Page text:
Posted: April 13, 2010

How Nanoparticles penetrate thin layers of fullerenes

(Nanowerk News) Physicists discover an important mechanism for the decomposition of nano-composites – published in Nature Nanotechnology ("The Ouroborand: A Cavitand with a Coordination-Driven Switching Device").
A cooperation of researchers at the Universities of Freiburg and Dortmund as well as the Freiburg Fraunhofer Institute for Mechanics of Materials has succeeded in placing an article in the recent issue of the renowned Nature Nanotechnology journal. The article reviews their findings concerning the properties of smallest metal nanoparticles.
The physicists have put the particles onto a layer of globular C60-carbon molecules and discovered that those can permeate a one-layered film at room temperature, but not a second layer. Based on those findings, the contact ability of metal nanoparticles could be deliberately modulated through different thicknesses of the films.
Properties of nanoparticles often differ from the larger pieces of the same materials. By chosing size and composition of the nanoparticles, chemical, optical or magnetic properties can be “custom-tailored” in a way that is impossible for solid state materials. However, in order to realise these promising possibilities of the nanoparticles in chemical catalysis, magnetic storage technology or optoelectronics, the particles need to be fixed onto surfaced or matrices. In doing so, interactions between nanoparticles and the surface might occur, which could even destroy the particles’ special characteristics. Thus, the development of techniques that fix particles “gently” but safely was targeted. The researchers have now come up with a possibility to fix nanoparticles onto a surface without changing their geometric structure, and, most notably, they have characterised the decay process of nanoparticles under certain circumstances.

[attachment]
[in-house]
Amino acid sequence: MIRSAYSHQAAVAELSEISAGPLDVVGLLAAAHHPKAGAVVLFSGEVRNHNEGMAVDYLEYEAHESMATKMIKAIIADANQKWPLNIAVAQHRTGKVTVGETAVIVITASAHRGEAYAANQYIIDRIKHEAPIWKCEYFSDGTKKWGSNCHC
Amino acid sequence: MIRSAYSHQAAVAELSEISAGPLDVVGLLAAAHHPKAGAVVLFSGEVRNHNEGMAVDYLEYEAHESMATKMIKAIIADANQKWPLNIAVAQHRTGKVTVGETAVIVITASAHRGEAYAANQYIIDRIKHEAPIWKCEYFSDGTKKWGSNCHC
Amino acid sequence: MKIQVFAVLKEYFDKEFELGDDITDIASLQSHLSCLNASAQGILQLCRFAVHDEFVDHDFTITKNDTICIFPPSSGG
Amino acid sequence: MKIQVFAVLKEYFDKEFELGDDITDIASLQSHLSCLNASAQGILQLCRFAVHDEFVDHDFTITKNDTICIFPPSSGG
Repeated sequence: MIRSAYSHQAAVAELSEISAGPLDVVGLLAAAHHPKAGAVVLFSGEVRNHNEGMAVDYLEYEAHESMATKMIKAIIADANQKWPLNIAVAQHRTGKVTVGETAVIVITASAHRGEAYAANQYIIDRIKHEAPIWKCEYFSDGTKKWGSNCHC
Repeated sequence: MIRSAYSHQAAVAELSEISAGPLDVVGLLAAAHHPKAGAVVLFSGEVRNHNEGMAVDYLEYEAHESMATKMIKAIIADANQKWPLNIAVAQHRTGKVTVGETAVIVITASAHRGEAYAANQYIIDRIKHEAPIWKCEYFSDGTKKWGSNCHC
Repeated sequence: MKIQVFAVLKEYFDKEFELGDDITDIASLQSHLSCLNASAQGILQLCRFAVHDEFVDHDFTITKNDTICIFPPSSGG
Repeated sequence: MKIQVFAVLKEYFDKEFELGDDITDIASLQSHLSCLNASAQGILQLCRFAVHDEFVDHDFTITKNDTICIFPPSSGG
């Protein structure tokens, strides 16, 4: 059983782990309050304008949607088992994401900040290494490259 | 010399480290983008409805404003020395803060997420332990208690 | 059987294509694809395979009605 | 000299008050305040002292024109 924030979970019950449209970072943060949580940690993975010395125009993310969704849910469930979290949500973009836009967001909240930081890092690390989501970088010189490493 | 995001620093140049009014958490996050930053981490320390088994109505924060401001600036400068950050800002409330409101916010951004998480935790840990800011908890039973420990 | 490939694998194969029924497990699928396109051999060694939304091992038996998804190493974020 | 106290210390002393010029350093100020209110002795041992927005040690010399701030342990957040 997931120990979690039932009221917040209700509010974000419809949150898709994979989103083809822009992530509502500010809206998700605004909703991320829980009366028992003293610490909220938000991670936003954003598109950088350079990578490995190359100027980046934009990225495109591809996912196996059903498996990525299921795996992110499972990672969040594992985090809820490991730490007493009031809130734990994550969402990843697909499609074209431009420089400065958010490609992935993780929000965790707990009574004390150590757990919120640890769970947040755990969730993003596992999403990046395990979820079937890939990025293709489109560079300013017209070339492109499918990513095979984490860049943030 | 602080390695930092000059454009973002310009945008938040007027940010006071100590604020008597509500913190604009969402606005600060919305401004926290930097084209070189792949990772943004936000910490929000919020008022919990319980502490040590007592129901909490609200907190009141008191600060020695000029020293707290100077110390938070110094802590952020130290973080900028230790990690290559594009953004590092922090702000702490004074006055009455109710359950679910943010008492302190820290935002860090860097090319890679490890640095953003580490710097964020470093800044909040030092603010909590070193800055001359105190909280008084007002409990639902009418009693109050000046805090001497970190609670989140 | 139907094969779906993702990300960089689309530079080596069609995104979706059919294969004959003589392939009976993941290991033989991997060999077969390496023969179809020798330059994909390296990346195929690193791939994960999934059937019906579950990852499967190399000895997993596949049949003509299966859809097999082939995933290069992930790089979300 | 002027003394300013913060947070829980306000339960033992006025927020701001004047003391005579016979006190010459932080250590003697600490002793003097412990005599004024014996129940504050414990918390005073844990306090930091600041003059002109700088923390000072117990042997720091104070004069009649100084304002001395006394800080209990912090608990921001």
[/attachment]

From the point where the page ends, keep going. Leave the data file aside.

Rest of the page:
They were able to demonstrate that the double layer of fullerenes on a metal surface constitutes an optimal substrate for the fixation of nanoparticles. This way, the particles kept their shape and size even at room temperature for several days. Brought onto a single fullerene-layer however, the particles quickly shrinked and disappeared within hours. Due to these findings, the stability of nanoparticles can be understood much better, which is a prerequisite for the development of technical applications of custom-tailored nano-systems.
Source: University Freiburg